SHELLEY:
               I don’t know. I came up here because I just wanted to think.

                                          JUNIOR:
Oh, well, like I said, if I’m interrupting…I just thought you looked kind of lost standing
over here by yourself.

                                        SHELLEY:
                  I’m not lost. I was just looking for something, I guess.

                                        JUNIOR:
                                        Like what?

                                        SHELLEY:
                                     I dunno. Nothing.

                                         JUNIOR:
                                           Oh.

                                        SHELLEY:
                                          What?
                                                                                     Meno      58

                                       JUNIOR:
You’re looking for the same thing I was looking for when I left this dump. When I joined
the Army I mean.

                                       SHELLEY:
                          I don’t know what you’re talking about.

                                           JUNIOR:
Sure you don’t. I traveled halfway around the world, I got sent to Afghanistan, I did my
time, got sent back here, and the best thing I’ve ever seen are all those different folks
lying in their beds at the motel. I think you can look all over for something amazing, but
it ends up always being in the exact same place.

                                       SHELLEY:
                                     And where’s that?

                                         JUNIOR:
People’s faces. I know you’re not going to believe me, but I think you find it when you
look at people, at their faces, when you really watch them, especially if they don’t notice
you looking. It’s the reason I like my job so much, I guess. (beat) Now you happen to
have a very interesting face, if you don’t mind me saying. Your nose is really unique.
Most girls, they got noses that are turned up. They always look they like just smelled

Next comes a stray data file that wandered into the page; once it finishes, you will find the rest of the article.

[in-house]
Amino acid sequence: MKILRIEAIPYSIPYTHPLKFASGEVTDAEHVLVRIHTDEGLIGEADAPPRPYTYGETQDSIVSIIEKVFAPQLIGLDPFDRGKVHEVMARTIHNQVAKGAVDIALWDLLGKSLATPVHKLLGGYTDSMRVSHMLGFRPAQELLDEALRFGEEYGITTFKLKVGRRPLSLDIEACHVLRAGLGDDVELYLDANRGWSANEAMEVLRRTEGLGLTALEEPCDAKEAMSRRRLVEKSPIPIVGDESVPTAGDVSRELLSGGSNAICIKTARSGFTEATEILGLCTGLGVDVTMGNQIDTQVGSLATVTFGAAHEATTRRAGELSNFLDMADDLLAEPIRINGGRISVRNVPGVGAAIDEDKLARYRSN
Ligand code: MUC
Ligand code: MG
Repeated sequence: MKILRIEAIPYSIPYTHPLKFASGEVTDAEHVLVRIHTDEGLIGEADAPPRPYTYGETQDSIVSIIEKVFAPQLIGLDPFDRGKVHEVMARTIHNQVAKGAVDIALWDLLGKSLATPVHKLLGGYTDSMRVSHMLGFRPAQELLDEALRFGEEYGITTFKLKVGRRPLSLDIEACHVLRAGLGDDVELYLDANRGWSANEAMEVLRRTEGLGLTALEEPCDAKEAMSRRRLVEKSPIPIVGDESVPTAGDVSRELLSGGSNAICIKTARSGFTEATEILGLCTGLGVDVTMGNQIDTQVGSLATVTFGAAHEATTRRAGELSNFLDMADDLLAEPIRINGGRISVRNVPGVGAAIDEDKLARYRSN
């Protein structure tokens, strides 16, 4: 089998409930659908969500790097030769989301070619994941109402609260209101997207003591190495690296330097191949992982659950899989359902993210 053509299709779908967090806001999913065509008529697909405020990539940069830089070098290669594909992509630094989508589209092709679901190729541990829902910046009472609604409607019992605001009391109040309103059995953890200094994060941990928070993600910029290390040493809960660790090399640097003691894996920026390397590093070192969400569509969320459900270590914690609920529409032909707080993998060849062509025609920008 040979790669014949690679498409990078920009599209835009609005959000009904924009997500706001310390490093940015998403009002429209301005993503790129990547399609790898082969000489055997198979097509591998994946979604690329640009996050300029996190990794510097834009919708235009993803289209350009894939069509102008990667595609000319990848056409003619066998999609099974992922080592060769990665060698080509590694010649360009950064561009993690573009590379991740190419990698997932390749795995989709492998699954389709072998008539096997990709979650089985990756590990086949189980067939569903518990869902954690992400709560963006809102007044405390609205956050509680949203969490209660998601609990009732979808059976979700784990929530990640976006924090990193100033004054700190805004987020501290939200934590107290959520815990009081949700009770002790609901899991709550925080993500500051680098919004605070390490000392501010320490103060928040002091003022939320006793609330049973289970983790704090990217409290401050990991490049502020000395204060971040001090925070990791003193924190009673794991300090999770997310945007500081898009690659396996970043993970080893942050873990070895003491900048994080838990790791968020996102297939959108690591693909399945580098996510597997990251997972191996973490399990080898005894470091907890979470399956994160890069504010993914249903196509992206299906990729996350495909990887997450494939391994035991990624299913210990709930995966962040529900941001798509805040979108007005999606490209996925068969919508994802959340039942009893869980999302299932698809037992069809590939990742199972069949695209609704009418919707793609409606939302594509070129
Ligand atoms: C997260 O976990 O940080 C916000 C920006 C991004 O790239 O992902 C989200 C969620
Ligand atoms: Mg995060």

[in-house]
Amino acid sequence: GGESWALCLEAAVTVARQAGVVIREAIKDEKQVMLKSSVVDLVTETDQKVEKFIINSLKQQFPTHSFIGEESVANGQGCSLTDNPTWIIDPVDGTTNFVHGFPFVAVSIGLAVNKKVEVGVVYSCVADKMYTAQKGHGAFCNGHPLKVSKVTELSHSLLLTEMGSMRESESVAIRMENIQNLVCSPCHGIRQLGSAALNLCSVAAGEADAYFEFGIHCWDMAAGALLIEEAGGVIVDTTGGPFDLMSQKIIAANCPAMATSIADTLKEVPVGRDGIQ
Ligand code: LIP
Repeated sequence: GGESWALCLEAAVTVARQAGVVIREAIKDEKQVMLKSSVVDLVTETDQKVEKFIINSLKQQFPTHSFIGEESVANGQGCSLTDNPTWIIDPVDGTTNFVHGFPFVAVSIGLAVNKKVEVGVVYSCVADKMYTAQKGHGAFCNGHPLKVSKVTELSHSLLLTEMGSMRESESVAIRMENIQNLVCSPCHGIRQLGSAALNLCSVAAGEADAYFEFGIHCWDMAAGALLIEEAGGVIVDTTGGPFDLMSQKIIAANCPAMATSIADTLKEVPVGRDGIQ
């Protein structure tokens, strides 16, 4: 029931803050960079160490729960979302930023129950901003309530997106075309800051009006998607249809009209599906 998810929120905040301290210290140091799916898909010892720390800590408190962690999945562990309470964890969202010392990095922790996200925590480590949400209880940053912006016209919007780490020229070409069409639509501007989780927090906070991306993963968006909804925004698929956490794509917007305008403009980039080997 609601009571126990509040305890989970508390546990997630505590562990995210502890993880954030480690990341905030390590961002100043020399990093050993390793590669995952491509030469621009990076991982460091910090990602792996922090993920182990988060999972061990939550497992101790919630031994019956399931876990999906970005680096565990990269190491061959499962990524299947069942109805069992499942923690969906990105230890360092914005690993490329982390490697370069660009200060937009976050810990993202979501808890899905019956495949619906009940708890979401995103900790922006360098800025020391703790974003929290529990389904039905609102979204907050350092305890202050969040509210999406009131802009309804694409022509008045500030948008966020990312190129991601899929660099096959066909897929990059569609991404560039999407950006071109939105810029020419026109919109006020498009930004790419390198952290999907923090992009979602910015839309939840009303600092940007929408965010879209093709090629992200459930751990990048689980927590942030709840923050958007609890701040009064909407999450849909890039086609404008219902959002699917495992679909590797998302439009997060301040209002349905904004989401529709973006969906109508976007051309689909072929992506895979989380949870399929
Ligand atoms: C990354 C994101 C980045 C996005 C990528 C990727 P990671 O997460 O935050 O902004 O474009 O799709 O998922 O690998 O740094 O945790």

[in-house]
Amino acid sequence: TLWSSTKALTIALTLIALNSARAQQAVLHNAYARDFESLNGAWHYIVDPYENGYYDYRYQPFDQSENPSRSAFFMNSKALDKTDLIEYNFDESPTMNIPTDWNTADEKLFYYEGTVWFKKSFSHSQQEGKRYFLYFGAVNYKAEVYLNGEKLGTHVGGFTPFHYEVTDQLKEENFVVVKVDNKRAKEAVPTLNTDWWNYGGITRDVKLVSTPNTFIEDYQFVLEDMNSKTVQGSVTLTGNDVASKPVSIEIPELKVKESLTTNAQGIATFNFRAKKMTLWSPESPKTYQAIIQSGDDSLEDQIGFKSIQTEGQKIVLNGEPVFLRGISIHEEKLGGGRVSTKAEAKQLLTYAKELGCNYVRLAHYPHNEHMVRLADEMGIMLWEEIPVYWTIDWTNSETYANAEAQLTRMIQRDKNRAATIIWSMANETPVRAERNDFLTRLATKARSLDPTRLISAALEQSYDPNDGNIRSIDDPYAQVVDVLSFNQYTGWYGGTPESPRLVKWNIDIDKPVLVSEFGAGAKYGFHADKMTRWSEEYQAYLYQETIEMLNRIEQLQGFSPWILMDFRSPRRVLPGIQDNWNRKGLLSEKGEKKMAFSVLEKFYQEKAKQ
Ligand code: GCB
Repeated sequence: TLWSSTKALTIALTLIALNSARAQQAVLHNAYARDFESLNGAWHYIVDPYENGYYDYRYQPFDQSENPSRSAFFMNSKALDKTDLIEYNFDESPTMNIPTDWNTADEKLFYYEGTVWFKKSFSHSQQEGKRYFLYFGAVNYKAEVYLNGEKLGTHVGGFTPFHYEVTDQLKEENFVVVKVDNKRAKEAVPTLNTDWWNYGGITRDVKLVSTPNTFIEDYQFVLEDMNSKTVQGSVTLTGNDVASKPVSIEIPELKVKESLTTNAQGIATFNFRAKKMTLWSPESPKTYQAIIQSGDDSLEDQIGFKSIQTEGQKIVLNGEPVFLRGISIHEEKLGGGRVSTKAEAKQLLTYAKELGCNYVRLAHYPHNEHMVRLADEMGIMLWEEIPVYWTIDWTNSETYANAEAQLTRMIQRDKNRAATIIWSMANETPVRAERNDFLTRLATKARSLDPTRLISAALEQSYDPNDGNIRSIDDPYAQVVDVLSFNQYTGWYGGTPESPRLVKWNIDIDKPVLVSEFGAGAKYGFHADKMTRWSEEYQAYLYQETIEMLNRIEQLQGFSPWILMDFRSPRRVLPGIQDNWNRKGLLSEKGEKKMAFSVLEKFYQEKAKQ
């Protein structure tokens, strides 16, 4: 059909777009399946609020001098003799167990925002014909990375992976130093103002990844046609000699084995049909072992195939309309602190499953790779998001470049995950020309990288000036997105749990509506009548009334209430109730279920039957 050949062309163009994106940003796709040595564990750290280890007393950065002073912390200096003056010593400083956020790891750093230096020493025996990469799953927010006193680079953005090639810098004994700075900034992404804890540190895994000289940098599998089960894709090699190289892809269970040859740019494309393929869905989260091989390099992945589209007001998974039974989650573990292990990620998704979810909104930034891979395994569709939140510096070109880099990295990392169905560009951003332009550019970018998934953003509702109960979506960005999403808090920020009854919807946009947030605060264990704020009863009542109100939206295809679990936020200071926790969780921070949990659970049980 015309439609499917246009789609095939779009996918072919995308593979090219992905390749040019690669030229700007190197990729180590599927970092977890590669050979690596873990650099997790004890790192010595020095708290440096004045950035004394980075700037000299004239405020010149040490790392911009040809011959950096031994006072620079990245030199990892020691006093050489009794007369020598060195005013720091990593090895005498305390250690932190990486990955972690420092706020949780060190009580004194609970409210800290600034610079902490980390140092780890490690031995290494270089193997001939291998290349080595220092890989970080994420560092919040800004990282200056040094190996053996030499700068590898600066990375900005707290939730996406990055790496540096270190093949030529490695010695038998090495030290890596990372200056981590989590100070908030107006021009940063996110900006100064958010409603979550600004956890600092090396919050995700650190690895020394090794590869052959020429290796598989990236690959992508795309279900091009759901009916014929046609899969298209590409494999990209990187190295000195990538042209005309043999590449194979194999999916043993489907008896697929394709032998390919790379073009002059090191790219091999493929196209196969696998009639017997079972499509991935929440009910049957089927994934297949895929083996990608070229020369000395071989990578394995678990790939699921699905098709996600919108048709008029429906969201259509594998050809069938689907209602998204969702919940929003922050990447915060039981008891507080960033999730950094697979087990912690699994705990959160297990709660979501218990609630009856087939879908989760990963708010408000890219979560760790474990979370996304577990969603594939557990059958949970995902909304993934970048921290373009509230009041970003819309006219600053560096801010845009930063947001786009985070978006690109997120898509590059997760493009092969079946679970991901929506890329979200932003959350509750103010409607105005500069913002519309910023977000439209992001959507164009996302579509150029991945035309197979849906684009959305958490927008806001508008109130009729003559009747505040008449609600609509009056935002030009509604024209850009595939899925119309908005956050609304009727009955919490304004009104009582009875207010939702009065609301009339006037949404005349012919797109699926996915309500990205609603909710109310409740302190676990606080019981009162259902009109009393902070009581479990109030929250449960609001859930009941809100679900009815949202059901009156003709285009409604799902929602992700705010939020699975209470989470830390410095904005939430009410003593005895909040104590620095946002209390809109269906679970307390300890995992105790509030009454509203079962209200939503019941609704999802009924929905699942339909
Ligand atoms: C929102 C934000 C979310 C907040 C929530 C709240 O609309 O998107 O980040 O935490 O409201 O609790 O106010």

something bad. My sister Anne just happens to have an upturned nose, if you didn’t ever
notice. You’re lucky. You don’t have one like that.

                                        SHELLEY:
                                          Okay.

                                        JUNIOR:
        I’ve seen you singing in the choir in church, sometimes. You still do that?

                                        SHELLEY:
                                          I guess.

                                        JUNIOR:
                                       Do you like it?

                                         SHELLEY:
                                I guess. It’s something to do.

                                          JUNIOR:
It’s not for me. Church, with all those fuddy-duddies. I go but it’s strictly for the music.

                                       SHELLEY:
      Well, it’s a free country. You don’t have to go to church if you don’t want to.
                                                                                     Meno      59

                                        JUNIOR:
I like to watch you sing. Because you stand in the back row and you think nobody is
noticing you. You think everybody is watching Amy Talbert. So sometimes you roll your
eyes at her.

                                         SHELLEY:
                                       I never do that.

                                         JUNIOR:
Oh sure, you do it all the time. You are a champion eye-roller. I used to think you had to
be practicing at home. I bet you were afraid that nobody was noticing you. Was that it?

                           (JUNIOR stares at SHELLEY shyly.)

                                      SHELLEY:
                               What are you staring at now?

                                           JUNIOR:
Nothing. I just, I happen to like the shape of your face. It’s almost perfectly symmetrical.
Like a flower, right after it blooms. It’s very interesting.

                                        SHELLEY:
                          I think I ought to be heading home now.

                                          JUNIOR:
Oh, sure. I get it. But let me ask you this before you go: you still got a beau? That fellah
with the rough older brothers? The Thebolds?

                                       SHELLEY:
                                       Who, Wayne?

                                        JUNIOR:
                         That’s him. You still go around with him?

                                        SHELLEY:
                                          Yes.

                                         JUNIOR:
                                          You do?

                                        SHELLEY:
                                          Yes.

                                         JUNIOR: